Detweiler is currently the interim development manager for Prosper Portland (formerly the Portland Development Commission). Before that she served three years as a policy director for former Mayor Charlie Hales — her second stint on Hales’ team after working with him out of college in the mid 1990s.

After earning a Masters degree in city and regional planning from the University of North Carolina in 1992, Detweiler worked on planning and permit issues for then Commissioner Hales from 1995 to 2002. After that she spent 12 years at TriMet — first as a planner and then as director of real estate. In that position she oversaw $240 million in property acquisitions as part of the MAX Orange Line project.

With her background of city hall politics, transit planning, and high-profile development work, the selection of Detweiler reflects The Street Trust’s goal of becoming a political powerhouse with an expansive portfolio and the funding streams to make it all possible. She has no experience in professional bicycle activism, and that’s likely part of the reason she was hired (we heard from sources that The Street Trust favored candidates with more political experience).
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Activists will speak out against GM’s support of freeway expansions at TriMet board meeting

Posted on March 17th, 2017 at 10:35 am.

Jessica Engelman of BikeLoudPDX.
(Photo: J. Maus/BikePortland)

The thought of our regional public transit agency advocating for urban freeway expansions — including one in Portland’s central city — does not sit well with many transportation reform activists.

After TriMet GM Neil McFarlane told an audience last month that “It would be nice to make some progress on” three freeway “bottlenecks” in order to “keep our region moving,” volunteers with BikeLoudPDX decided it was time to speak out.

The plucky group is planning to attend the upcoming TriMet board meeting. They want to tell the people who appointed McFarlane that some Portlanders don’t think he should promote a billion dollars of regional transportation funds just to make driving easier.
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Advocates hit the Hill for National Bike Summit lobby day

Posted on March 8th, 2017 at 7:58 am.

bikes on Capitol Hill -2.jpg

Bikes — and the people who love them — are making their presence felt on Capitol Hill today.
(Photo: J. Maus/BikePortland)

Hundreds of advocates are on Capitol Hill in Washington D.C. today to remind members of Congress that bicycling — and transportation reform in general — is a high priority for the American people.

Lobby day is one of the most important elements of the League of American Bicyclists’ National Bike Summit. It’s a time for advocates to make a personal connection with their elected representatives, share stories about why bicycling matters, and make specific “asks” for bills and policies to support.
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National Bike Summit: The health of the bike movement — and its future under Trump

Posted on March 6th, 2017 at 8:11 pm.

Bike Summit bike ride-8

Sunny — but with a few dark clouds.
(Photo: J. Maus/BikePortland)

Day one of the 2017 National Bike Summit is in the books. After a two-year hiatus, we decided to head back to D.C.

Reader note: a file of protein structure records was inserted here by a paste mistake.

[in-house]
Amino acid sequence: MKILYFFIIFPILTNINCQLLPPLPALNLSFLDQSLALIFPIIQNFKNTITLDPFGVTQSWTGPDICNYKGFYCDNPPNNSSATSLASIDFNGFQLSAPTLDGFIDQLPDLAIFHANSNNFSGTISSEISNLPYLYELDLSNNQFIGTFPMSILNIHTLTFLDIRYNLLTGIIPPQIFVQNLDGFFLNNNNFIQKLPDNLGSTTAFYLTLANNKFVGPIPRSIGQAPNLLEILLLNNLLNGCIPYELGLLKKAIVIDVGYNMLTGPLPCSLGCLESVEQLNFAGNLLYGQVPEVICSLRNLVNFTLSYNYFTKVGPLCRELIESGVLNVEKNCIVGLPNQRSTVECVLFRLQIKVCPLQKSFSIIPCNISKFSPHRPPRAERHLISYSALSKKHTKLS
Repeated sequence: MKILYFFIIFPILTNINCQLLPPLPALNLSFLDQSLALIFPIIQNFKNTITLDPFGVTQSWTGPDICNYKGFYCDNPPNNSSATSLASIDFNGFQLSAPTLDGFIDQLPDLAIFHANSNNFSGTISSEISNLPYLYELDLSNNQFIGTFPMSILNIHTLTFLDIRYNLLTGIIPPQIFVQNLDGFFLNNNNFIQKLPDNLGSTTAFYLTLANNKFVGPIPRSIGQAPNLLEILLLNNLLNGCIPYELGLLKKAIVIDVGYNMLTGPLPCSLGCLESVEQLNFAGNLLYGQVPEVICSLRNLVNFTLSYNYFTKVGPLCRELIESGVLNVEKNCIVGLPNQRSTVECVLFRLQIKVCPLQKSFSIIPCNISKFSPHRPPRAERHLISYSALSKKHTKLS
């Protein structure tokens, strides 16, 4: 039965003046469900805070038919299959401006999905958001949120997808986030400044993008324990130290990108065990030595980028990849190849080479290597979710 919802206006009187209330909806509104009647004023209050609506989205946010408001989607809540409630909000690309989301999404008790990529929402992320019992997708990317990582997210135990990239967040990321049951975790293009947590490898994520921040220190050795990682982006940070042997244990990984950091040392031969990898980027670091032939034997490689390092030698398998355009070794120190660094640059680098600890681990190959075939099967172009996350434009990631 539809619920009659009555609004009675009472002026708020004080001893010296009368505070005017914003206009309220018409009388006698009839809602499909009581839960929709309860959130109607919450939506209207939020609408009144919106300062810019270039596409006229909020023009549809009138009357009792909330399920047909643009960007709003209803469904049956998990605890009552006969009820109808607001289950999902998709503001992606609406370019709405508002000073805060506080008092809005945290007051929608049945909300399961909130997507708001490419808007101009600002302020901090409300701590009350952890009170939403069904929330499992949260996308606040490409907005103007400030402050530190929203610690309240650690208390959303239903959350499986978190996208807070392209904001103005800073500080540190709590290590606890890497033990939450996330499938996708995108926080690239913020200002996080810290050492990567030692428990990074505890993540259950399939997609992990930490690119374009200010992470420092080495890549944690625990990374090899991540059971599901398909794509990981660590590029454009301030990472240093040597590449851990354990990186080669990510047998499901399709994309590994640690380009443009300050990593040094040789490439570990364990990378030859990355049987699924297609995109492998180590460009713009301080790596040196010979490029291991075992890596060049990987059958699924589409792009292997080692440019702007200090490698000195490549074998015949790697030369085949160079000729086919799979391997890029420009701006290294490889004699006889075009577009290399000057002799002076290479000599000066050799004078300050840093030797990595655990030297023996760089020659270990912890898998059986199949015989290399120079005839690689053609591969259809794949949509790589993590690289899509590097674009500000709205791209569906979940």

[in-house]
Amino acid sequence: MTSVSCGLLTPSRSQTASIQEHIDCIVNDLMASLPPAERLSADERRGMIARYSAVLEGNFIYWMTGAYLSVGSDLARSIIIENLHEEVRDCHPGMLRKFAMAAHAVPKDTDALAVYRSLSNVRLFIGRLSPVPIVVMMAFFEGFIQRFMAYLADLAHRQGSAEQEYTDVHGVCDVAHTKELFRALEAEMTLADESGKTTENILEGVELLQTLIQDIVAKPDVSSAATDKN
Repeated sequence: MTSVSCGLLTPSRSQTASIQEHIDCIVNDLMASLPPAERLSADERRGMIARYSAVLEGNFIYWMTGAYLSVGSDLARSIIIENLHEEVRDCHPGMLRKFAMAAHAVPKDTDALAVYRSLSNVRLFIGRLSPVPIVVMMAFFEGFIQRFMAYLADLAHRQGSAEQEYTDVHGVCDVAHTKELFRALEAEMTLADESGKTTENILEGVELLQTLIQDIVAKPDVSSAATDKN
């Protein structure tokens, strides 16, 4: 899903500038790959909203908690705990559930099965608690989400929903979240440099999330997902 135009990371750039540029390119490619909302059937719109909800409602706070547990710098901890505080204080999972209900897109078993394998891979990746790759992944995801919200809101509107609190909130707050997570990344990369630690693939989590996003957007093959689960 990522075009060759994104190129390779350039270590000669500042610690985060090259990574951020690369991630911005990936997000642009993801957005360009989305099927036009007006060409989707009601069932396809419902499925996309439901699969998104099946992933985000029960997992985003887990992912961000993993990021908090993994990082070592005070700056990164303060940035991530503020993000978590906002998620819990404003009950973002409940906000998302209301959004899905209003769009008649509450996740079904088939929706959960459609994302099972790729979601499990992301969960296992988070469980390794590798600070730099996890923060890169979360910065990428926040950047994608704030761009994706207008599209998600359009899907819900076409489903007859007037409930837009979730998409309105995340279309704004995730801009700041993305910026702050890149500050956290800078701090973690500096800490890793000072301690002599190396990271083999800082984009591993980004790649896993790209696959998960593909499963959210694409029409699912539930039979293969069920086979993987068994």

I was motivated to make the journey for several reasons. With the Trump era in full-swing, it seems like showing up for bikes in the nation’s capitol is more important than ever. Relatedly, I wanted to check the pulse of the national movement: If we do receive a major attack, will we be healthy enough to fend it off? Is it even possible to have a “we” anymore?
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Guest article: The Street Trust’s goals for the 2017 transportation funding package

Posted on March 1st, 2017 at 3:56 pm.

(Author’s note: This article is the second part in a three-part series from The Street Trust, the Portland-based nonprofit fighting to win $161 million for safe streets, transit operations, and clean air in the 2017 Oregon legislative session. See part one here)

Cover of Transportation for Oregon’s Future legislative plan outline.
(PDF)

Oregon is in the best position to pass policy improvements and transportation funding in the 2017 legislative session, since the highway-heavy Jobs and Transportation Act of 2009. This is our chance to win $161 million in funding for safe streets.

The Street Trust is part of Transportation for Oregon, a coalition of progressive partners including Oregon Environmental Council, OPAL Environmental Justice Oregon, 1000 Friends of Oregon, Transportation for America, Better Eugene-Springfield Transit, the Oregon Conservation Network, as well as many others who are focused on winning the following key priorities in this session’s forthcoming transportation package:

Goal: A new state and/or local revenue source for transit needs.

Currently, transit providers across the state are unable to keep up with increased ridership, the needs of youth, the needs of older adults, and the needs of people with disabilities. Oregon contributes proportionately much less funding to transit than most other states—only 3% of operations funding, compared with state contributions of over 24% nationally. We’re asking the legislature to provide state funding to match and leverage local, regional and federal funds; to invest in more transit service (a lifeline in rural communities and key growth strategy in cities and suburbs).

[Read more…]